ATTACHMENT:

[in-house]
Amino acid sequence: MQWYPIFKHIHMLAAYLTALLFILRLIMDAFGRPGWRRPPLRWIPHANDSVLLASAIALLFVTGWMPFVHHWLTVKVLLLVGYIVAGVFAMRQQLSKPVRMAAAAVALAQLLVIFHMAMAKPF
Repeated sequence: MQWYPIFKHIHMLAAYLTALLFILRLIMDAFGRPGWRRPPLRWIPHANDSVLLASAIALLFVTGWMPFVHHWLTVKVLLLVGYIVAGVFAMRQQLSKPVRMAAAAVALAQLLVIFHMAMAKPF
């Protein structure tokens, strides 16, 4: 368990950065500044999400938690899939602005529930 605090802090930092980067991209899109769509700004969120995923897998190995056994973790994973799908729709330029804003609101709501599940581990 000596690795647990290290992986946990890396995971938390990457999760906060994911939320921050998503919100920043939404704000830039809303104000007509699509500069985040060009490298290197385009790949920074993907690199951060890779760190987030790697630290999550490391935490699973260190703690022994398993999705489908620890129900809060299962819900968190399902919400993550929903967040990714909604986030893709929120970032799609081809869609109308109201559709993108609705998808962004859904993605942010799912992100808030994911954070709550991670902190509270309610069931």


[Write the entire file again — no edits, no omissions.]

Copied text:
[in-house]
Amino acid sequence: MQWYPIFKHIHMLAAYLTALLFILRLIMDAFGRPGWRRPPLRWIPHANDSVLLASAIALLFVTGWMPFVHHWLTVKVLLLVGYIVAGVFAMRQQLSKPVRMAAAAVALAQLLVIFHMAMAKPF
Repeated sequence: MQWYPIFKHIHMLAAYLTALLFILRLIMDAFGRPGWRRPPLRWIPHANDSVLLASAIALLFVTGWMPFVHHWLTVKVLLLVGYIVAGVFAMRQQLSKPVRMAAAAVALAQLLVIFHMAMAKPF
């Protein structure tokens, strides 16, 4: 368990950065500044999400938690899939602005529930 605090802090930092980067991209899109769509700004969120995923897998190995056994973790994973799908729709330029804003609101709501599940581990 000596690795647990290290992986946990890396995971938390990457999760906060994911939320921050998503919100920043939404704000830039809303104000007509699509500069985040060009490298290197385009790949920074993907690199951060890779760190987030790697630290999550490391935490699973260190703690022994398993999705489908620890129900809060299962819900968190399902919400993550929903967040990714909604986030893709929120970032799609081809869609109308109201559709993108609705998808962004859904993605942010799912992100808030994911954070709550991670902190509270309610069931």